Auction Clearances Higher

CoreLogic says the amount of auction activity across the capital cities increased this week, up from 2,916 last week to 3,147 this week; the largest number of auctions since the last week of February 2017 when 3,301 auctions were held. This time last year was the Easter long weekend, so auction volumes were substantially lower, with 554 homes taken to auction across the combined capital cities. This week’s preliminary weighted average clearance rate across the combined capitals was 77.1 per cent, increasing from 74.1 per cent over the previous week and up from 70.9 per cent one year ago. Sydney saw the highest preliminary clearance rate across the cities at 81.1 per cent, while across the remaining cities; clearance rates increased week-on week with the exception of Brisbane and Perth where clearance rates fell.

Preliminary clearance rate and auction volumes increase across the combined capital cities

From CoreLogic.

The capital city clearance rate increased this week, with preliminary results showing that 76.2 per cent of reported auctions across the combined capital cities were successful, compared to 75.1 per cent last week and 68.8 per cent one year ago. Auction activity increased over the week with 2,844 homes taken to auction, up from 1,473 last week; however this time last year, volumes were higher with 3,540 properties taken to auction. Each individual capital city market has seen a rise in auction volumes over the week, while clearance rates have been somewhat varied. The highest preliminary clearance rate was in Sydney where 83.9 per cent of auctions cleared over the week, followed by Canberra at 76.6 per cent.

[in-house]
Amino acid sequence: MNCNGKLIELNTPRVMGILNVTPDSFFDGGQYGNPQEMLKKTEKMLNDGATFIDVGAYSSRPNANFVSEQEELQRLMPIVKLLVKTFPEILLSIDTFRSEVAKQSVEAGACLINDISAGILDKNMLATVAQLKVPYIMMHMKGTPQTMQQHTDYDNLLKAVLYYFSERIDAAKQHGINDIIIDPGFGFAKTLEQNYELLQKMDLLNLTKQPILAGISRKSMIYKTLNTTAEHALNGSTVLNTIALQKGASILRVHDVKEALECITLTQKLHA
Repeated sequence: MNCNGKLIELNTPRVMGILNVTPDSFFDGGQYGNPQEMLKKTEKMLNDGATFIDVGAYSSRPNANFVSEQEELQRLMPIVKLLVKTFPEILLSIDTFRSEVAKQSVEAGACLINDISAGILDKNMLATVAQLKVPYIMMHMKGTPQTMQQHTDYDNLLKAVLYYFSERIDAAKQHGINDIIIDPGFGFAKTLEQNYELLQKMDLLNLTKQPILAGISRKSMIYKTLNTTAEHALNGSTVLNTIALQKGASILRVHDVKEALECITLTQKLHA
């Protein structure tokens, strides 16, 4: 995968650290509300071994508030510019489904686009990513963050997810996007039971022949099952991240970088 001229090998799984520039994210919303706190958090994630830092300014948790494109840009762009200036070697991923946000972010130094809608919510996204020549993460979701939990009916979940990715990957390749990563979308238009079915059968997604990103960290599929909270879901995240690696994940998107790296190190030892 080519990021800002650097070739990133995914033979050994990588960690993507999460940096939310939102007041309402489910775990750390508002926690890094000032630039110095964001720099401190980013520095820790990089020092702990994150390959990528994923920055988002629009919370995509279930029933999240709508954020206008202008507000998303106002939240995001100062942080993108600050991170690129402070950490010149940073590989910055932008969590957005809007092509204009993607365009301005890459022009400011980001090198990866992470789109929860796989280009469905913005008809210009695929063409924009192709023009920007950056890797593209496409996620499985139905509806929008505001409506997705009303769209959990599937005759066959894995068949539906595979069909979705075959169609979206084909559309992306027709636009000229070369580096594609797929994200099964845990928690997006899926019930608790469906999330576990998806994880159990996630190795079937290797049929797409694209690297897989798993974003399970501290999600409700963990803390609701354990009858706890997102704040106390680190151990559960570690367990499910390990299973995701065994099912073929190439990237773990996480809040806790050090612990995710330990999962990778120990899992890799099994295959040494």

Home Prices Power Away (In Places)

The latest CoreLogic Market Indicator Summary, out today, highlights the divergent home price outcomes across the states. Results to 12 March show Sydney still moving strongly ahead, with Melbourne not far behind. Perth, on the other hand remains under pressure, with falling values.

We really need different economic settings across the states, lower interest rates in the West, but higher in the East. What IS a poor regulator to do? Of, course – “monitor the situation“.

Auction Clearance Up, But Volumes Down

From CoreLogic.

This week 1,402 auctions were held across the combined capital cities, significantly lower than the 2,907 held last week and lower than one year ago (1,488). Four out of the eight states and territories have a public holiday this coming Monday which has been a key factor in the fall in auction volumes. The combined capital city clearance rate rose this week, up from 74.6 per cent last week to 80.8 per cent this week. The two largest auction markets, Melbourne and Sydney, saw their preliminary clearance rates rise, with Sydney at 83.1 per cent and Melbourne at 84.3 per cent, while the highest clearance rate was in Adelaide where 87.0 per cent of auctions cleared over the weekend.  One year ago, the combined capital city clearance rate was a lower 64.9 per cent.